126. Just me

    @ 87. Neil Haggath

    Thanks for the clarification. That’s more or less what I thought, but I’ve been away from school and particularly a science classroom for a very long time, so I wasn’t quite able to put it into words. So thanks!

  127. Andrew

    Creationism is a form of Satanism and should be rejected as such. It is not a coincidence that Hitler was a creationist who banned the works of Darwin, nor that the proponents of creationism (and “Intelligent Design”) lie routinely about God and his works. Nor is it a coincidence that most of the scientists who proved that neither of the creation allegories in Genesis is an accurate description of the actual history of Earth were devout Christians. I will pray for “Then Again” to give up his apostasy and return to Christianity.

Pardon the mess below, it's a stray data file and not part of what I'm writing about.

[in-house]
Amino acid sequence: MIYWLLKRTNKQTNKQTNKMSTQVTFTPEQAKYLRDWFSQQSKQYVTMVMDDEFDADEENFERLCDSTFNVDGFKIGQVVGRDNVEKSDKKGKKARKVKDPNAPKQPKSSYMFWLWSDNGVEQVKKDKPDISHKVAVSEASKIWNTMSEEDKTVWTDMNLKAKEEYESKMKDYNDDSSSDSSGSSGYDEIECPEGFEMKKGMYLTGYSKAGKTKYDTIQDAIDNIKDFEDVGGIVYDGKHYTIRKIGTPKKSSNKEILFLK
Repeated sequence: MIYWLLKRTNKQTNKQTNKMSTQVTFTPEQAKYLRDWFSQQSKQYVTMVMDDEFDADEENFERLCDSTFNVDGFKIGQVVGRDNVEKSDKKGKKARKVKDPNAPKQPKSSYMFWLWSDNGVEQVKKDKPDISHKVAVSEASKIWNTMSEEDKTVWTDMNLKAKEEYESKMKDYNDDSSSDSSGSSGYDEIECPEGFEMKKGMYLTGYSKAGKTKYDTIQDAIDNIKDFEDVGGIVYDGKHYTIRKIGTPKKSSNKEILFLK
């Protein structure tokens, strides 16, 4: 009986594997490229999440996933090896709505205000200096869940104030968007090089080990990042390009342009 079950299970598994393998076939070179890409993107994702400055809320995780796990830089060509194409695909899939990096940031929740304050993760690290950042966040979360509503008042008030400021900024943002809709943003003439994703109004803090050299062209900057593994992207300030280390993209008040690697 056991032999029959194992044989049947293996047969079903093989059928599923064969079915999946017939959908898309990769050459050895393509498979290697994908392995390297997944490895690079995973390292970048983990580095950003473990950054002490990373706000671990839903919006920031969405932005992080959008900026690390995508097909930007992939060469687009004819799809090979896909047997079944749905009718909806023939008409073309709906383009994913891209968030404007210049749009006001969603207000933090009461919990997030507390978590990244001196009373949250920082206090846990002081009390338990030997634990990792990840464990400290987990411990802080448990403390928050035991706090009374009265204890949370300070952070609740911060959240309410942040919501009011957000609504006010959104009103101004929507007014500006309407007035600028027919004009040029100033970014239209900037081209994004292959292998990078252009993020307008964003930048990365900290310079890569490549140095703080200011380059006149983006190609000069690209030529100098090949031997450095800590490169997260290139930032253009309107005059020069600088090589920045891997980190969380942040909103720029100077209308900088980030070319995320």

128. astroquoter

    @ 113. MarkW Says:
    “Dawkins is an extremist”? To be labelled a religious extremist you tend to have to go out and kill people, to be labelled a “scientific extremist” you just have to write a couple of books.

    “Extremist”, to me, is defined as ‘a person holding an extreme view or attitude on something.’ I think Dawkin’s extreme anti-religious views and statements while not causing physical harm are certainly causing other people emotional pain and suffering. Besides your premise there is false -Jerry Falwell and Fred Phelps have never actually killed anyone (as far as I know) yet both would be considered “religious extremists” by nearly everybody. (Incl. me.)